By the third roll, it was clear I wasn't going anywhere but down that hill. I tried to stop, to sit up (ya know so I could show Hazel how much fun I was having), but I'm pretty sure at this point I was measuring about 8 G's down what felt like to be a never-ending cliff. Everything inside me was churning. All of the parts outside me (that didn't used to be there a decade ago) were being whipped around me in an abusive manner.

And yet in the faint distance, I hear Hazel. Concerned. Schtop! Mommy! Schtop!

Oh, sweet girl...if only I could--if only. I. Could.

What was in reality only 5 seconds, felt like 5 minutes. Why am I not slowing down? I've got to be about two shakes away from hitting the church about a block down the road....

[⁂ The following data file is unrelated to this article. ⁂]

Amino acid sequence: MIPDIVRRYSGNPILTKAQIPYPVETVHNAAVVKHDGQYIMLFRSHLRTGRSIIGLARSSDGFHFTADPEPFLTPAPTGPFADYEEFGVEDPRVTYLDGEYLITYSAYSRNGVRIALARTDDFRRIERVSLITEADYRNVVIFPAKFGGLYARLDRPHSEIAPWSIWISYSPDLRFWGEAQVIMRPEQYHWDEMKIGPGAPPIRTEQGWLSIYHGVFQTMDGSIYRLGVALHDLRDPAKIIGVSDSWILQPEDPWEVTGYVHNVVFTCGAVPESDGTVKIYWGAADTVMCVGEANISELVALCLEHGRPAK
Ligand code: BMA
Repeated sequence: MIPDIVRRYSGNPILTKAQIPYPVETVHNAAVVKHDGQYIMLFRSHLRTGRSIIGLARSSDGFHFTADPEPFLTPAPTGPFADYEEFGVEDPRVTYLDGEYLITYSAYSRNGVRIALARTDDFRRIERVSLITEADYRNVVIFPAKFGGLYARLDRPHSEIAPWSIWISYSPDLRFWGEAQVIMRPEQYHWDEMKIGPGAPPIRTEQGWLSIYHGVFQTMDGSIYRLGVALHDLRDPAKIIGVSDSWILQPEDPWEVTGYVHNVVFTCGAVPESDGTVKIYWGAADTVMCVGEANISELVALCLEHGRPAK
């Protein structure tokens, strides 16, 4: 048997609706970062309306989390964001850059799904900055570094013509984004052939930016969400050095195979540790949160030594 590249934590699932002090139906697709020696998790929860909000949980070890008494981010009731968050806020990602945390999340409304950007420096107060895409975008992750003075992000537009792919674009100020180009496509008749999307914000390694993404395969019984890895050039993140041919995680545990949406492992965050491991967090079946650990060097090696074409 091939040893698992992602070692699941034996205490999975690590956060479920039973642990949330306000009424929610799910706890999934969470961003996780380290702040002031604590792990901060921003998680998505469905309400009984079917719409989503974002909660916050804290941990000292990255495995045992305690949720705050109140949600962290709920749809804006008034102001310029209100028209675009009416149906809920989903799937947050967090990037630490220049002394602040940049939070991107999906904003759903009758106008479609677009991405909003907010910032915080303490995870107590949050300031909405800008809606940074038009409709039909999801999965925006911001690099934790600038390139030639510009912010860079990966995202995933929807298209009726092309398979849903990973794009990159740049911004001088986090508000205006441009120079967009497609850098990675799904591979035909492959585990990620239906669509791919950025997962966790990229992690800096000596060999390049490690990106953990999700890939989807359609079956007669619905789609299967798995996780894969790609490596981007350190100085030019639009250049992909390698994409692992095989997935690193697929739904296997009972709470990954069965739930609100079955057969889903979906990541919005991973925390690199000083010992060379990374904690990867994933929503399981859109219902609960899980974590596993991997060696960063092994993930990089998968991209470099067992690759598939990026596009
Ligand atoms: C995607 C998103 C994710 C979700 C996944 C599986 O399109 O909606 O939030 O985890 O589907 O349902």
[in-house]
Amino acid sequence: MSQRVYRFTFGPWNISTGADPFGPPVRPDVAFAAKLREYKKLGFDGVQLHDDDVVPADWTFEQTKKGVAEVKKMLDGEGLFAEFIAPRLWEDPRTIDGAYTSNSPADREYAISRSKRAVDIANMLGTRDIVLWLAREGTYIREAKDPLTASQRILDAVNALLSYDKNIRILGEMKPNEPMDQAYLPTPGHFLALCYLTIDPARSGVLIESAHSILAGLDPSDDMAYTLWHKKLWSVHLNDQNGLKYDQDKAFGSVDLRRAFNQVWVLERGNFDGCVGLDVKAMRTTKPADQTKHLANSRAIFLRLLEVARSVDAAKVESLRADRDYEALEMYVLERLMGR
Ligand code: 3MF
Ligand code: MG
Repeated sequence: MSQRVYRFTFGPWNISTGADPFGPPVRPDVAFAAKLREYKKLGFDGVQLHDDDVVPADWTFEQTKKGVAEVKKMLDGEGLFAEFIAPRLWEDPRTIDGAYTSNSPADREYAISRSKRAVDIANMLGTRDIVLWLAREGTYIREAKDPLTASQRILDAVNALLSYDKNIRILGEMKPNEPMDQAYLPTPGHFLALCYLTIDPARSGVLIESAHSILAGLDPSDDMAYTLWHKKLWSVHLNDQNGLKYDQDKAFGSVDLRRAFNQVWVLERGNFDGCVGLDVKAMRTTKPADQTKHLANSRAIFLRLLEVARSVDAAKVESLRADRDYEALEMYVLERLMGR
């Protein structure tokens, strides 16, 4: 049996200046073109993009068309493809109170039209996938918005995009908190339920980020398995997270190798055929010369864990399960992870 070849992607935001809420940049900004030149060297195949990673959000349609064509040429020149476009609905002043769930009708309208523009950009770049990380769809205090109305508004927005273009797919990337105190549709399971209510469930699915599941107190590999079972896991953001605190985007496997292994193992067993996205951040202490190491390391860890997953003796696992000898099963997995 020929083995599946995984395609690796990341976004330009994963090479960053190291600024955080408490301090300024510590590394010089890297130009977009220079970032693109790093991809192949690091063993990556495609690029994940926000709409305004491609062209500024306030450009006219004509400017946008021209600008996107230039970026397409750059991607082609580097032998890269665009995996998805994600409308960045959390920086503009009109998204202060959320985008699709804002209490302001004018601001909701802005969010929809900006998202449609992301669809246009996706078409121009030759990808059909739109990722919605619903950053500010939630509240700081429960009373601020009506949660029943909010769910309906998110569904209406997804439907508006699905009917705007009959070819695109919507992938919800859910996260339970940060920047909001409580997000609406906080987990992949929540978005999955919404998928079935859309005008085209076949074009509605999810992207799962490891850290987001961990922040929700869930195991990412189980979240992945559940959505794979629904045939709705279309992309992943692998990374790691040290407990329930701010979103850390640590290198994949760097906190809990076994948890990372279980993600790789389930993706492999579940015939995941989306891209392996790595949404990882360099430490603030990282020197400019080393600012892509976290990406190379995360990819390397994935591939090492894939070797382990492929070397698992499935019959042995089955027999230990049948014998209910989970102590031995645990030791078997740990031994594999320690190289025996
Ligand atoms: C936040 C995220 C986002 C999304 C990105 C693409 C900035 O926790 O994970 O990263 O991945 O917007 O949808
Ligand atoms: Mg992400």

It was was about this time that I felt a noticable decrease in speed. Finally! And so I tried to sit up again.    My head was spinning so....hard, I felt like I was going to pass out. Wait. No, no--I wanted to pass out. If there was anyone out there who ever wanted to torture me, it would be to put me in a barrel and roll me around. I would tell you ANYTHING you wanted to know.

I did stop. And after laying there in spread-eagle position for who nows how long, I made it up onto all fours and hoarsly called out "Phil...? Phil...!" I hear a voice fighting the urge not to laugh reply, Are you okay?

No. No, I am not okay.

I later told him that was easily one of the top ten most stupidest things I've done (at least this year anyway). He told me that he was surprised I did it, but that I looked whimsical and in complete control while doing so.

So even though it almost killed me. At least I looked totes awesome while doing it. So, ya know, I've got that.

And then, a few minutes later we were rounding up the kiddos to walk back home, Phil sprained his ankle.

We totally just should've stayed on the couch.

Rewind: Hazel's Birthday!